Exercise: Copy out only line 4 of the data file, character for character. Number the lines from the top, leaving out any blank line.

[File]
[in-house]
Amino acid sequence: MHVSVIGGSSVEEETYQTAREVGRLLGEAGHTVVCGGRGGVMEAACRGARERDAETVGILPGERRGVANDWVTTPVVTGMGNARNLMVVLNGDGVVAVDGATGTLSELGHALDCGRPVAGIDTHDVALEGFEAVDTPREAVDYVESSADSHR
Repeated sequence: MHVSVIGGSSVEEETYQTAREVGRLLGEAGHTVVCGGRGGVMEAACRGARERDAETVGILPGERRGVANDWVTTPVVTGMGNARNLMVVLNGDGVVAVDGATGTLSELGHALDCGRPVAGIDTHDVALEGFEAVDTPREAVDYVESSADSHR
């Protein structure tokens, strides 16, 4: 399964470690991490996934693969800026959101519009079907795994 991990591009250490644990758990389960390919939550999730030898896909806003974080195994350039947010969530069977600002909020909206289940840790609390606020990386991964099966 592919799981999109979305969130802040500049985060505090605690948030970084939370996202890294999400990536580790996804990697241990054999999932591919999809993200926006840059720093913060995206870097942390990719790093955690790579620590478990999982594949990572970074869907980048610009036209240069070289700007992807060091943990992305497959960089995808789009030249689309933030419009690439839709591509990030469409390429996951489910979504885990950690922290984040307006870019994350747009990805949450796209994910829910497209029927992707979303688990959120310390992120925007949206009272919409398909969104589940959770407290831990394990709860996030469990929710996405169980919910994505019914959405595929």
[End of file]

């Protein structure tokens, strides 16, 4: 399964470690991490996934693969800026959101519009079907795994 991990591009250490644990758990389960390919939550999730030898896909806003974080195994350039947010969530069977600002909020909206289940840790609390606020990386991964099966 592919799981999109979305969130802040500049985060505090605690948030970084939370996202890294999400990536580790996804990697241990054999999932591919999809993200926006840059720093913060995206870097942390990719790093955690790579620590478990999982594949990572970074869907980048610009036209240069070289700007992807060091943990992305497959960089995808789009030249689309933030419009690439839709591509990030469409390429996951489910979504885990950690922290984040307006870019994350747009990805949450796209994910829910497209029927992707979303688990959120310390992120925007949206009272919409398909969104589940959770407290831990394990709860996030469990929710996405169980919910994505019914959405595929």